Onde Nostre firstly is a film about Italian surfers and surf culture, filmed in Sardinia, Tuscany and Liguria in the winter of 2010. We wanted to show the peculiarity of surfing in the Mediterranean and portray a young but alive surf culture. The surfers starring in the film were chosen because they had a big variety of styles. Ale Ponzanelli, one the most famous and stylish Italian longboarder, David Pecchi, the most eclectic surfer in Italy, Thomas Cravarezza one of the most radical surfers growing up in Italy and Pito Giachero, a powerful and stylish surfer and least but not last the Sardinian Lorenzo Castagna.
The film was conceived and shot in 16mm in just a few weeks by me and Matteo Ferrari. The film had a great success, had been invited to many festival around the globe and had lots of views both in Italy and all over… after Onde Nostre we also produced a web series called Ritratti di Surf and a 50 minutes documentary on the birth of the Italian surf culture called Peninsula.
“Onde Nostre” you guys used 16mm to film it. How come you guys decided to choose 16mm other than using digital?
Nowadays film is almost extinct, digital technology has made huge steps in the last few years. Today’s best high definition cameras can track a drop of water at 300 frames per second and cost a fraction of the price of the outdated film technology but film is something that has a special and unique look… It resembles memories, the way we dream…I like the idea of sacrificing details for style. I believe analogue films have a special romantic and nostalgia feeling to it.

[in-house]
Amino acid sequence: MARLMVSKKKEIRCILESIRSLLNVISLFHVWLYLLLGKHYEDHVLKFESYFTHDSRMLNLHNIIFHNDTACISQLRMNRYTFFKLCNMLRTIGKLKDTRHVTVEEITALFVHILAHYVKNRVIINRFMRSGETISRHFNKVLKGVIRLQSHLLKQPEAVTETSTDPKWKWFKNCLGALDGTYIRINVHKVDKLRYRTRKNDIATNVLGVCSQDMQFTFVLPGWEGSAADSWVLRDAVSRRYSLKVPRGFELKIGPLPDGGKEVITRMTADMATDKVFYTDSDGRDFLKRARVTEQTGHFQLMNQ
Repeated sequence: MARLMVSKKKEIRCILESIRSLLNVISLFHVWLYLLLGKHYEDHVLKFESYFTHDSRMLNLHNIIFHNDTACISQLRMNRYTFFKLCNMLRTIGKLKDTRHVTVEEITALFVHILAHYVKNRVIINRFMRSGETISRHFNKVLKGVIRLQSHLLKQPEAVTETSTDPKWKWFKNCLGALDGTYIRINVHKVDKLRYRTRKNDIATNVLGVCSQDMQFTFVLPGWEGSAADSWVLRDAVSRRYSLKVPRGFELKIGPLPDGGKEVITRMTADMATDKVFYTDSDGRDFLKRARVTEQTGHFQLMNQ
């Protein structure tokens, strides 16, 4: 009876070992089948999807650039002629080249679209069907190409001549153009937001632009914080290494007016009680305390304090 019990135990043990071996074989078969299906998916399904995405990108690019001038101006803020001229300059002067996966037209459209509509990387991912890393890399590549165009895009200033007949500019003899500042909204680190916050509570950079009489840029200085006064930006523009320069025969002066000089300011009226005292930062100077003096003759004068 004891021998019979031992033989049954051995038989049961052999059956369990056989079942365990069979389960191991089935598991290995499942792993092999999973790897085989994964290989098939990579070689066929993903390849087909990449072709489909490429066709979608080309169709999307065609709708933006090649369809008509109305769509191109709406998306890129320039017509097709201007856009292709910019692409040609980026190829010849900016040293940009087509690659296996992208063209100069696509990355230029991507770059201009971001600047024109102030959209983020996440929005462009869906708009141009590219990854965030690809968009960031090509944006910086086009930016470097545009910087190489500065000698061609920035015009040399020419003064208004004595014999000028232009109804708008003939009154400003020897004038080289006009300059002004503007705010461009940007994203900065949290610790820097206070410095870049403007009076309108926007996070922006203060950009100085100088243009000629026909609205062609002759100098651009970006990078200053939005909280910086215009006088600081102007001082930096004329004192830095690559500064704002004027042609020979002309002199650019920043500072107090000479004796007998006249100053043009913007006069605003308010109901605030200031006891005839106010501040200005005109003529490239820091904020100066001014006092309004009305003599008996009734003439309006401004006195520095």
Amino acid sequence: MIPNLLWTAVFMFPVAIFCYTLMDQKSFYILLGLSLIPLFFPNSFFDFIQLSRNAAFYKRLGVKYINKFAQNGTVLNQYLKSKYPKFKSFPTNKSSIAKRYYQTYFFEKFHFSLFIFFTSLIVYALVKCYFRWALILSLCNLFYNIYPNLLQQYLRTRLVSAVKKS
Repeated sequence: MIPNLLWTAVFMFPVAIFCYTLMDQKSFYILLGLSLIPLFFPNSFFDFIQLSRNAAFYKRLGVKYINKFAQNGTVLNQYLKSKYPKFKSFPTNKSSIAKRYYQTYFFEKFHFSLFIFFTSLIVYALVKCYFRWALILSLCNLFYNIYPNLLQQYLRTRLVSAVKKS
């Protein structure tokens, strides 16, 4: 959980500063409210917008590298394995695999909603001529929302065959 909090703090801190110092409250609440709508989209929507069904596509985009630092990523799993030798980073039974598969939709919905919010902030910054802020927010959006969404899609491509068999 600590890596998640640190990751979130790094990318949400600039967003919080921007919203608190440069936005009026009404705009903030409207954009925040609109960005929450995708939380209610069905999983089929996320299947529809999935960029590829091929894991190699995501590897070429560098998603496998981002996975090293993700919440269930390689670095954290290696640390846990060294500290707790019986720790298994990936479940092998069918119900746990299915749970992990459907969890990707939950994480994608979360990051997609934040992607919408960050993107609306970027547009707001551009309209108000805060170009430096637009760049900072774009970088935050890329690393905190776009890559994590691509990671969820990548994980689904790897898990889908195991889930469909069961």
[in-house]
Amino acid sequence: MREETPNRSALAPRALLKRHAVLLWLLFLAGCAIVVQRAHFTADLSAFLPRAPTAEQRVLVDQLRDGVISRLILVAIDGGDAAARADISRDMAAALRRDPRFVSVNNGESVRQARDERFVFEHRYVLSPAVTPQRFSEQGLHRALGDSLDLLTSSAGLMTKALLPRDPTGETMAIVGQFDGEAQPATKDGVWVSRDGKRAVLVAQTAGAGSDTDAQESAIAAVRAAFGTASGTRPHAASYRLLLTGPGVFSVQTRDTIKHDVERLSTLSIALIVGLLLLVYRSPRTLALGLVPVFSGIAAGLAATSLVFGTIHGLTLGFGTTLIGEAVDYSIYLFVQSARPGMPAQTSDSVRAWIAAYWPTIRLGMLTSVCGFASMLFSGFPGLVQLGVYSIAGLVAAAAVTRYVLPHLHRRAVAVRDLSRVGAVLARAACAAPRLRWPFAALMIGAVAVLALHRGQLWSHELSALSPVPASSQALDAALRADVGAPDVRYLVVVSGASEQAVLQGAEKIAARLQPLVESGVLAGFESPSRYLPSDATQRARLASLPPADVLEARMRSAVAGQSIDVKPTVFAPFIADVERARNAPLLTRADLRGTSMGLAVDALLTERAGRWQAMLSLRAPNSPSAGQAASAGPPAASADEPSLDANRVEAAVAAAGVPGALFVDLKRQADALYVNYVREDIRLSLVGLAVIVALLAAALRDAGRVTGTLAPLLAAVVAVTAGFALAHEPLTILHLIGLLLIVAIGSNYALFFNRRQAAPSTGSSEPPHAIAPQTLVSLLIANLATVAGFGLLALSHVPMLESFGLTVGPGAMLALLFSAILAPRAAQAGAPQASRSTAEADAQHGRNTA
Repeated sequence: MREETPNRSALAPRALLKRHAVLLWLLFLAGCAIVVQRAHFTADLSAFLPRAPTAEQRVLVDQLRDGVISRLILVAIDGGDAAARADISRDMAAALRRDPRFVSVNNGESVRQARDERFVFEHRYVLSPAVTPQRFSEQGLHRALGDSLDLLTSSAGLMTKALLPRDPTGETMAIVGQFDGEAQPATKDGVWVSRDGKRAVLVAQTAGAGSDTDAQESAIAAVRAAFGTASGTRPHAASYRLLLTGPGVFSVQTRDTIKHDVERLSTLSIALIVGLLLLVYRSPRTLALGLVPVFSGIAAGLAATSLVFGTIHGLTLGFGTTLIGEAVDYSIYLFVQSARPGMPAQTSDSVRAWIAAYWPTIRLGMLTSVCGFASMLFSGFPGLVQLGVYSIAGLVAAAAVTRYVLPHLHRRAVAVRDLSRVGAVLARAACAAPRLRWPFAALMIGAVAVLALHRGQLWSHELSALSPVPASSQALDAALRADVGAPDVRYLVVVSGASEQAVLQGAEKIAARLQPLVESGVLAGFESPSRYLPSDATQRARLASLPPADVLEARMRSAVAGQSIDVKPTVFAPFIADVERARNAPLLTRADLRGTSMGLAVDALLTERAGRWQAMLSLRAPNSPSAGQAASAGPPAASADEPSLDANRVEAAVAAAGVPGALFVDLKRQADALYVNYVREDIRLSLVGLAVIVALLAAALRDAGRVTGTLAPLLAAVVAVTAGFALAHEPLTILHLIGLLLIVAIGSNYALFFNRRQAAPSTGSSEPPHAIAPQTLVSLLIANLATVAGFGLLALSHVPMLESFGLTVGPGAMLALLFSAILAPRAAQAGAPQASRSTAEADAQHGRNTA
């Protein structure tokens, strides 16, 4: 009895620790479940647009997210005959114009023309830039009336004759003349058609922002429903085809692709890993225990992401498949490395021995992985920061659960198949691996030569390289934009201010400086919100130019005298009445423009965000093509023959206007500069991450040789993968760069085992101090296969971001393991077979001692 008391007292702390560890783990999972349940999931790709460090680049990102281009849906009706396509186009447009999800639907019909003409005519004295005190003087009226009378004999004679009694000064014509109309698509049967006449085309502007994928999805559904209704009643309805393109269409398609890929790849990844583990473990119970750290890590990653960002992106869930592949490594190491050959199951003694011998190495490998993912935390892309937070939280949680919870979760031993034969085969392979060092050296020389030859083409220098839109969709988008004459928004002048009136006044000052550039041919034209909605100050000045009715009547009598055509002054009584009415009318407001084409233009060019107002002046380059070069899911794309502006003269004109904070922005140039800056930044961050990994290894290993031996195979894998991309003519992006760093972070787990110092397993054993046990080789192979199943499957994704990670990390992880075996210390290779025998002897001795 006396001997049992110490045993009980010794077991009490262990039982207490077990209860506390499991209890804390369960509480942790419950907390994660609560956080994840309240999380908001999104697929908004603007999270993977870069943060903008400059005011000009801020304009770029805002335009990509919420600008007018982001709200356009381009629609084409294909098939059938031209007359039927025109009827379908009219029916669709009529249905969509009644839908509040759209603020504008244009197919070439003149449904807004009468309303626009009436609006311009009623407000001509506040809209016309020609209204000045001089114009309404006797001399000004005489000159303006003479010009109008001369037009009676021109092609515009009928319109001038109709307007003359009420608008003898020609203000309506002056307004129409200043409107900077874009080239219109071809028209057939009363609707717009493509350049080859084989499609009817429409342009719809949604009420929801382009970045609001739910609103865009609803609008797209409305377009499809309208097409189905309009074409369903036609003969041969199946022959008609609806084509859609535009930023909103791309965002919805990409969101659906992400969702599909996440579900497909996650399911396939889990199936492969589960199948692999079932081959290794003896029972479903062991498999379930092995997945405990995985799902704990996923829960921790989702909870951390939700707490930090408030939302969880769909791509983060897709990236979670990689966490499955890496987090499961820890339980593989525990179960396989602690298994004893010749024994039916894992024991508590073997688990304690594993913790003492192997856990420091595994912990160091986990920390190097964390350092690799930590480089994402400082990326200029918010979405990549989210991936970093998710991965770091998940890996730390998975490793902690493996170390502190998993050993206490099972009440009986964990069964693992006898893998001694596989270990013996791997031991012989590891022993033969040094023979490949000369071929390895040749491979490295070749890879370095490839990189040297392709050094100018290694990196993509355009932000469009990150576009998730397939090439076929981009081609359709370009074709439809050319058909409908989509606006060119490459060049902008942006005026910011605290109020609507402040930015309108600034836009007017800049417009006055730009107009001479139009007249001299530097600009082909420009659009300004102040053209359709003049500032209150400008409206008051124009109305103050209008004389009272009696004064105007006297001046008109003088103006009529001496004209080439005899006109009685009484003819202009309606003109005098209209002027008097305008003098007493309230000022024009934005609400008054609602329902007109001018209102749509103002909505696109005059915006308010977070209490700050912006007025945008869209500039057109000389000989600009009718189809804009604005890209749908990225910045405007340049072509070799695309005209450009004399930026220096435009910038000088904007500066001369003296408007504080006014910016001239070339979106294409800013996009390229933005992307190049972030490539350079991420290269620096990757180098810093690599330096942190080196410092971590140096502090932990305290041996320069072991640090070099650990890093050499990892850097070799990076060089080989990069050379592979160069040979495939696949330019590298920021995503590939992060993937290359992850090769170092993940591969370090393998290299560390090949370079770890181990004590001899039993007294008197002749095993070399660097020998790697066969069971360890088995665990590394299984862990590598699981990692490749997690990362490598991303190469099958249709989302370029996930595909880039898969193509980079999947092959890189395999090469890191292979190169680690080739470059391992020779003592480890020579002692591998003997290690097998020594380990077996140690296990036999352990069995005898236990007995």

When Kodak in 1965 introduced super8 film they changed the way average people could document their lives. In surfing, it opened up a whole new world of amateur surf movies. It was the birth of the homemade surf movies, and it wasn’t a formal endeavor with subject shot from a distance like some sterile movie set. It was more intimate. That’s what I like with analogue technology is that it feels like old home movies. I believe film and the spontaneous way we shoot has a great emotional feel.
Can you tell us about your latest project “Peninsula”? Who stars in it and what message did you want to bring with the film?
Peninsula is the tale of a journey to discover and describe where surfing in Italy comes from. It’s a freedom collage about surfing and surfers about friendship and rivalries, about environmental issues and a bit of history…
We’ve been shooting Peninsula for almost three years with lots of different surfers, almost the same cast from Onde nostre but also we interviewed lots of Italian surfing pioneers like the Fracas Brothers and Alessandro Dini to name a few and also we had many guest from US (Oliver Parker) and France (Clovis Donizzetti) and many new and talented surfers.
The film is a tribute to the Italian surfer for their passion and dedication and also a tribute to the Mediterranean Sea.
Unlike “Onde Nostre” where you filmed all in 16mm, “Peninsula” you guys used 35mm, 16mm, and Super8. Why did you chose to uses more different types of equipment other than just 16mm?
We wanted to create a collage of different formats, I’ve always been fascinated by the look of film, of course 35mm looks more defined, so we played with definition, leaving some parts a bit blurred and some other more vivid, like in painting we used different brushes.
Why do you like to use 16mm, 35mm, and Super8 over digital?
As I said before, film creates a dream like effect and also I think there’s something special about carrying an old camera around that makes people curios and interested and more at ease with it.
If you could chose film or digital to use for the rest of your life which one would you choose and why?